If you decide that you made a mistake and want to undo something you did then go up to the Preview application menu across the top of your screen and open the Edit menu. You will need to mouse click on Undo probably many times to erase each step of what you did in sequence until you get back to the action that you want to change.
Here is the menu you see when you want to type text on a photograph. All of the items are standard word processing options. Chalkboard is just one of a long list of fonts that are available from which I can choose. Size 36 point font is a lot bigger than what I normally use when typing in a word processing document but on a photograph you might want big letters. The buttons with letter icons are B = Bold, I = Italic, and U = Underline. The next line has the typical symbols for Left Justify, Centre, Right Justify, and Full Justify. The red rectangle is where a colour chart will popup so that you can choose the colour of your text.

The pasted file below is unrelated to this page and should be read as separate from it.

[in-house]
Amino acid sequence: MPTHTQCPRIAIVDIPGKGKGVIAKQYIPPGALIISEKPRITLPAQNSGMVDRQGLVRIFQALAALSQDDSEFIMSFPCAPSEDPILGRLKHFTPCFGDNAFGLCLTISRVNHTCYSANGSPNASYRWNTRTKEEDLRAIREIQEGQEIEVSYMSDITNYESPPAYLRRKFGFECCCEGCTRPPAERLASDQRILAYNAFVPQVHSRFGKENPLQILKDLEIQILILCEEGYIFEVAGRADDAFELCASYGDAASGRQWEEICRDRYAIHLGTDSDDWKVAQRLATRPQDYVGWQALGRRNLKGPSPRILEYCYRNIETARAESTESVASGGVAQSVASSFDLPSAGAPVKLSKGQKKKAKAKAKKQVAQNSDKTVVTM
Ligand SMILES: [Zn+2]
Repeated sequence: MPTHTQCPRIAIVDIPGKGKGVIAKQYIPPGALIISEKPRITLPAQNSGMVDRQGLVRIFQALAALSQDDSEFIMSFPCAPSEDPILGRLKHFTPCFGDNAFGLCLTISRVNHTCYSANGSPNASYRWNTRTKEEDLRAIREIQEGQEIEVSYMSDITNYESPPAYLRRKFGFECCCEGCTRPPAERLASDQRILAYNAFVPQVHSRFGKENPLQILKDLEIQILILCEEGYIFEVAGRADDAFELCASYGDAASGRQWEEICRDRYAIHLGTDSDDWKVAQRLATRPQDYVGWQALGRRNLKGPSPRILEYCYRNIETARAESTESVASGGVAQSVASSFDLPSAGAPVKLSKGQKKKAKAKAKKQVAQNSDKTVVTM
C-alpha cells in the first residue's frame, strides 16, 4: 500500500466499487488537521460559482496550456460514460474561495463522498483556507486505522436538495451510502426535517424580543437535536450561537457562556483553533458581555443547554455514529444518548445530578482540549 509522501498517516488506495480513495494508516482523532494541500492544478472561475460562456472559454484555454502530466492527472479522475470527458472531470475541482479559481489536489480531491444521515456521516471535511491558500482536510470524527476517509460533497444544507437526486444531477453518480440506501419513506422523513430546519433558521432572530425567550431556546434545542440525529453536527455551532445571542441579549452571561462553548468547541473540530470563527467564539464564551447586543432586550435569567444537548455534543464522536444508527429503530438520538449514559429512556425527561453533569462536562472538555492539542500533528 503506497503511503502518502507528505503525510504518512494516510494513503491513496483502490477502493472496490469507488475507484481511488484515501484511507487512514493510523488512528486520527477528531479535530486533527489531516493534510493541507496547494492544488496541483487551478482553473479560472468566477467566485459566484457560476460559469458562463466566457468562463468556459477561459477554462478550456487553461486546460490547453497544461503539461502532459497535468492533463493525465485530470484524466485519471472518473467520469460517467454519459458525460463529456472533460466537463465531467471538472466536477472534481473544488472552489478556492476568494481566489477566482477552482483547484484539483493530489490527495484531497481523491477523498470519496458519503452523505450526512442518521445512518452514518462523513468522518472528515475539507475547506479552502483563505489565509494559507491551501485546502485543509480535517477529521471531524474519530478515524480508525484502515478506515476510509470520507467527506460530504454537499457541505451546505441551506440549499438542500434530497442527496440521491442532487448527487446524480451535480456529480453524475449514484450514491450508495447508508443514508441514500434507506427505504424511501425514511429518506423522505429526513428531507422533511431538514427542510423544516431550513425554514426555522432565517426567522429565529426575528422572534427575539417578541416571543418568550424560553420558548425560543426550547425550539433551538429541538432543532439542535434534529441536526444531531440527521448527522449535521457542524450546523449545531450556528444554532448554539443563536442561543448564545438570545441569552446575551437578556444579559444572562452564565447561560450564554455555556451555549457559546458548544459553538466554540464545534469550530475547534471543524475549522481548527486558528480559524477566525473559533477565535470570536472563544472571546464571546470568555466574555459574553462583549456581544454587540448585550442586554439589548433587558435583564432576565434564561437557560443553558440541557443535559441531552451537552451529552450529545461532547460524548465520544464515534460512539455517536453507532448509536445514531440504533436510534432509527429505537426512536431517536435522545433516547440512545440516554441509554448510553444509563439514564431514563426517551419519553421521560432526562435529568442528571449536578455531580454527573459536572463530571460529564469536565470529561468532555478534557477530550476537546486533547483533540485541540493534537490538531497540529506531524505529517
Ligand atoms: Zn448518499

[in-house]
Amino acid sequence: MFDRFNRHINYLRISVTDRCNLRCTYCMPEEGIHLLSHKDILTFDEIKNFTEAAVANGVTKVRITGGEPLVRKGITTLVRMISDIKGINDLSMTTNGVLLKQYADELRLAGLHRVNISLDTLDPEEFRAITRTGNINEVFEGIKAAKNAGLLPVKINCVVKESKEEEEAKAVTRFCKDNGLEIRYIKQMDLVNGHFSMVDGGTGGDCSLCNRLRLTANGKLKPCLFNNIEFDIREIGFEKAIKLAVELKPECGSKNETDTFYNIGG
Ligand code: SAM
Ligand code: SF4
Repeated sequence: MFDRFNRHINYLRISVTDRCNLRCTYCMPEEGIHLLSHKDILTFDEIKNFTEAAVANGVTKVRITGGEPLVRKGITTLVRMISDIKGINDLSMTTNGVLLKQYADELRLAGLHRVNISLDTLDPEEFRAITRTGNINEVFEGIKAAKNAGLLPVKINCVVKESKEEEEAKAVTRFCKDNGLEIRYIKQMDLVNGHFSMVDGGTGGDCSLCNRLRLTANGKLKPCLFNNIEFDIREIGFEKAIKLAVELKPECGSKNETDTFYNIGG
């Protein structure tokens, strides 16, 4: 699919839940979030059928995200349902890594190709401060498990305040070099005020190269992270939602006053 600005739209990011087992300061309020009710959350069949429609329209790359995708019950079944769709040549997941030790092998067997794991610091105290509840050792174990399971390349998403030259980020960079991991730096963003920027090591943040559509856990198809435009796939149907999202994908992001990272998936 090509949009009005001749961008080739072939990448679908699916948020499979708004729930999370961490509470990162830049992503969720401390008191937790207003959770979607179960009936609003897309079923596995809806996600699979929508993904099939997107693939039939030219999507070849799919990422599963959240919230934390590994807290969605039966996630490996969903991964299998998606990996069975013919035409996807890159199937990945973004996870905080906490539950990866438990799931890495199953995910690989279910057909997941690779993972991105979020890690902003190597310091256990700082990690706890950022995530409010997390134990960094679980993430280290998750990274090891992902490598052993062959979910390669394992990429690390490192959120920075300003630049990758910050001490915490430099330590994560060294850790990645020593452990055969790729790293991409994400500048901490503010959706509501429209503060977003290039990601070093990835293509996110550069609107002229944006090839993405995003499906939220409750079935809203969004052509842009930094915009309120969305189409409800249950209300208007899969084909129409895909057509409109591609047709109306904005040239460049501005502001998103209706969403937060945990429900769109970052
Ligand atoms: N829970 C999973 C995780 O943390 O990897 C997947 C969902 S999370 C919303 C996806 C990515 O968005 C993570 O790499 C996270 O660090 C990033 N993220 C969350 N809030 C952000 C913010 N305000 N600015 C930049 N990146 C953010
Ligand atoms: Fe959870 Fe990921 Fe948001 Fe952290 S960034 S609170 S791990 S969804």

Make sure the colour you choose for your text is clearly visible against the background colour of your photograph. Trying to pick a contrasting colour is often the most difficult part of attempting to draw objects or type text on a photograph.
The word Text in a text box with two blue handles will appear in the dead centre of your screen when you choose Text in the Annotate submenu or this letter A icon in the Markup Toolbar. Mouse click on the word Text to create the vertical flashing line cursor that you normally see when typing. You can then use your keyboard keys (Delete, Forward Delete) to remove the word Text and replace it with whatever you want to type in this text box on your photograph.
You can drag the text box around with your mouse to place it wherever you want on your photograph. Using the two blue dot handles you can change the width of the text box. The words you type in the text box will automatically wrap around into multiple lines of text if necessary to fit within the text box.